Location, Location, Location: The First-Due Truck

The success of the first-arriving truck company is contingent on a number of factors: they should be properly equipped, well trained, adequately staffed and respond using the safest and most efficient path of travel from the station to the incident scene...


The success of the first-arriving truck company is contingent on a number of factors: they should be properly equipped, well trained, adequately staffed and respond using the safest and most efficient path of travel from the station to the incident scene. From there, the initial spotting of the apparatus is a critical point in the company’s capabilities to carry out the four primary truck company functions upon arrival: primary search, rescue, ventilation and forcible entry. Allowing the proper access to the best vantage point for the truck will assist in these functions.

Why Placement Matters

It is a common belief (and rightfully so) that the front of the address/incident belongs to the first-due truck company, barring no structural collapse issues regarding this location (see Photo 1). If so, it will be necessary to flank the corner of the building to stay clear of the collapse zone. Furthering this belief, it is critical that the initial response must take into consideration the immediate coverage of both the front and the rear of the building. Fire conditions can vary greatly from the front to the back, and the use of the aerial device may be more significant around the rear of the building. The sides of the building still must be addressed, as immediate action may be necessary there as well. Therefore, the first arriving Truck Company should be assigned the front of the building as long as the apparatus can make a significant impact on the conditions of the incident.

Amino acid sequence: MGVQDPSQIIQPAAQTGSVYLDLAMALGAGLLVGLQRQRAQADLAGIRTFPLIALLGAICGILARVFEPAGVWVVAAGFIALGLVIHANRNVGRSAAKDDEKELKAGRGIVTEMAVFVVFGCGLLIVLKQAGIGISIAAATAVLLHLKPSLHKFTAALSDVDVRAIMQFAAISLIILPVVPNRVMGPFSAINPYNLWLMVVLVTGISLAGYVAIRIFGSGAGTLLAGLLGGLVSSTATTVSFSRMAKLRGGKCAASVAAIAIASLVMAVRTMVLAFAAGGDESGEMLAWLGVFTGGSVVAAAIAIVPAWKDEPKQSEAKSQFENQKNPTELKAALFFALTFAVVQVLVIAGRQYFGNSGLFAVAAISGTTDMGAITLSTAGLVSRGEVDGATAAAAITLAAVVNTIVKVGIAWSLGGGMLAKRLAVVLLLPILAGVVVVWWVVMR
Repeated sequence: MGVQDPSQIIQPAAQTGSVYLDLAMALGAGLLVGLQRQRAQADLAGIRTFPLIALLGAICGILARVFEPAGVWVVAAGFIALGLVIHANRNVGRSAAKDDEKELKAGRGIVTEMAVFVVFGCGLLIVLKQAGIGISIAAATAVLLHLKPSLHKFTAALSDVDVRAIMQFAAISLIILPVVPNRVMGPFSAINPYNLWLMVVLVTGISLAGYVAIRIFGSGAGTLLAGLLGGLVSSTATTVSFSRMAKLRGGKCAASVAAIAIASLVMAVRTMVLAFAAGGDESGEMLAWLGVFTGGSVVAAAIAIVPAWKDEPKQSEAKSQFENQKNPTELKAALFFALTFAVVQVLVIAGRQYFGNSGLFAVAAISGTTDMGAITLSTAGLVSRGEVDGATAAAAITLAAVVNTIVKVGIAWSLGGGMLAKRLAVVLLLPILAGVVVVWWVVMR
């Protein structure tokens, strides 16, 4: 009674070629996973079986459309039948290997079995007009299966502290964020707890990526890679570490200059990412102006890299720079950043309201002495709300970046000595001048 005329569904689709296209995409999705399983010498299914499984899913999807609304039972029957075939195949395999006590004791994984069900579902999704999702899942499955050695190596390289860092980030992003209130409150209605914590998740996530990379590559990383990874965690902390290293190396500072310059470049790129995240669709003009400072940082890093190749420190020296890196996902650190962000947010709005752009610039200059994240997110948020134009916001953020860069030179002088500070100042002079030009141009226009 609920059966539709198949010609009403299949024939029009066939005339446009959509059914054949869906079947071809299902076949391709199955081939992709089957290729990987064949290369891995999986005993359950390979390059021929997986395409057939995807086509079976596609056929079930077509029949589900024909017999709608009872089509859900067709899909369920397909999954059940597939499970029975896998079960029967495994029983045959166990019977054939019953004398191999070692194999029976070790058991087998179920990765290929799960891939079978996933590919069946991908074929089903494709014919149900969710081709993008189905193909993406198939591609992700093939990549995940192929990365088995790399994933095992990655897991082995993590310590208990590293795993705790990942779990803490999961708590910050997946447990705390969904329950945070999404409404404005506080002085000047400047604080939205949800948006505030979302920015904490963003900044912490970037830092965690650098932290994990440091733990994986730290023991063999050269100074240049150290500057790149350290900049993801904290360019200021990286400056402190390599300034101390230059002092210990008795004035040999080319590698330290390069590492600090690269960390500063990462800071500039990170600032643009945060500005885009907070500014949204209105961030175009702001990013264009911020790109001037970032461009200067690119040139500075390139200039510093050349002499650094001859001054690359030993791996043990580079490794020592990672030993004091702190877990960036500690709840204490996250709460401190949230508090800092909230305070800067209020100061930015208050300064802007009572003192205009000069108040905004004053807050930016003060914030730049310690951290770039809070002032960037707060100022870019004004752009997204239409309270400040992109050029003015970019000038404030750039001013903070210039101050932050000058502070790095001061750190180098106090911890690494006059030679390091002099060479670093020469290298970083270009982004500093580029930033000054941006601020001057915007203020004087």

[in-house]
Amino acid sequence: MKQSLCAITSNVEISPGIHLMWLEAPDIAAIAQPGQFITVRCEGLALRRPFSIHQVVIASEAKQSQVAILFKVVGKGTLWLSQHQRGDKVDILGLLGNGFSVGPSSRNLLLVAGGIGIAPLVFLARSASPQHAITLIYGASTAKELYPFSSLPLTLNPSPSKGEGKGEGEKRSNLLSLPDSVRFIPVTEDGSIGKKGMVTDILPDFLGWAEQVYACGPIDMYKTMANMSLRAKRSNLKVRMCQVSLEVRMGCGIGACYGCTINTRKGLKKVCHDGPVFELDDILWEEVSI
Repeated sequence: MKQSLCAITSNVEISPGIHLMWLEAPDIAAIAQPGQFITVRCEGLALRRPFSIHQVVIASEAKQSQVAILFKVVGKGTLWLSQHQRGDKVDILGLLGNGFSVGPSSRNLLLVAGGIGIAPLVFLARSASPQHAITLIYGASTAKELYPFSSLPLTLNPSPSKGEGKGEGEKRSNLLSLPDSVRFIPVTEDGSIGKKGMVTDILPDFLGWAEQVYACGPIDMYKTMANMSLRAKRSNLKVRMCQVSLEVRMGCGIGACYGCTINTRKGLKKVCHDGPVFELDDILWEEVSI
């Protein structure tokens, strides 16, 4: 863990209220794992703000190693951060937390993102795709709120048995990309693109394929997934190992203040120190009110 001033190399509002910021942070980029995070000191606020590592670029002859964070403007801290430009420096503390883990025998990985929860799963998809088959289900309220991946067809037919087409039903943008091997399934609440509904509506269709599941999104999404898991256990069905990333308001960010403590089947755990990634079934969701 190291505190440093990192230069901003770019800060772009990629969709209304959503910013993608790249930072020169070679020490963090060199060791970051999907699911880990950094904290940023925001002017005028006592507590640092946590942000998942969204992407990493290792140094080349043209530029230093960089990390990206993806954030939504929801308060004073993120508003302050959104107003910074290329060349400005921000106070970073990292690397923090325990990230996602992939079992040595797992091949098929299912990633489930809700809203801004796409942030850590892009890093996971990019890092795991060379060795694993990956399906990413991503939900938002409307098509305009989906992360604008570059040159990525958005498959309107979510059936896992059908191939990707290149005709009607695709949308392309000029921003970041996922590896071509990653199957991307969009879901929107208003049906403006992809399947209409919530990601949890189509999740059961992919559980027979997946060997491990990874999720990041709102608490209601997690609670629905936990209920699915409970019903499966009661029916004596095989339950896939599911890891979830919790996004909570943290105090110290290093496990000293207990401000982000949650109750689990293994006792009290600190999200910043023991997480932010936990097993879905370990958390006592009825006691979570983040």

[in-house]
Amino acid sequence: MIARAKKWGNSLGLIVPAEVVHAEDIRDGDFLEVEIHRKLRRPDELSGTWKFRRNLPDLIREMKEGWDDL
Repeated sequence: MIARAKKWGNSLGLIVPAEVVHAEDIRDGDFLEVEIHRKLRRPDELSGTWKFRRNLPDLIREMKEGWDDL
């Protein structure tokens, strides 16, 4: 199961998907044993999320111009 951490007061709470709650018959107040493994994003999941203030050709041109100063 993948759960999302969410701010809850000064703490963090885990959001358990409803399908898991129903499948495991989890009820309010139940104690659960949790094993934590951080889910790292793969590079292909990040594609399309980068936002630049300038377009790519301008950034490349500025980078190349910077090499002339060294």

Consider the response to a residential structure fire in a two-story wood-frame dwelling with fire showing on the second floor. The first-due truck company would be required to cover the second floor for search and rescue, and get to the roof to stand by for ventilation operations and report conditions to the incident commander (IC). In many residential settings, homes are set back a considerable distance, sometimes more than 75 feet back from the street. The 75-foot aerial that is arriving first may not be the best choice to cover the front, due to its limited reach to accomplish the company’s objectives.

Although the second-arriving truck company is assigned to cover the rear of the building, that does not necessarily mean that the apparatus must position at the rear; in most cases, that may be impossible to do. What it does require is that the company members get to the rear of the building and report the situation to the IC, looking for signs of possible victims, location and extent of the fire, force entry into the rear of the building as a second means of access/egress, and report any additional hazards that exist at the rear of the building (see Photo 2).

In addition, locations of exposures, power supplies, rear stairways, porches, and basement and cellar entrances can be identified, and command can be advised if an additional engine company is needed around the rear of the building. Truck companies can also spot ladders to the upper floors and report their locations to crews working inside the structure in the event they need to exit the upper floors in an emergency.

Aerial Positioning

To be effective, the truck company must position the apparatus on the fireground to accomplish the tasks assigned based upon order of arrival. Before committing to a specific position, consider the following points:

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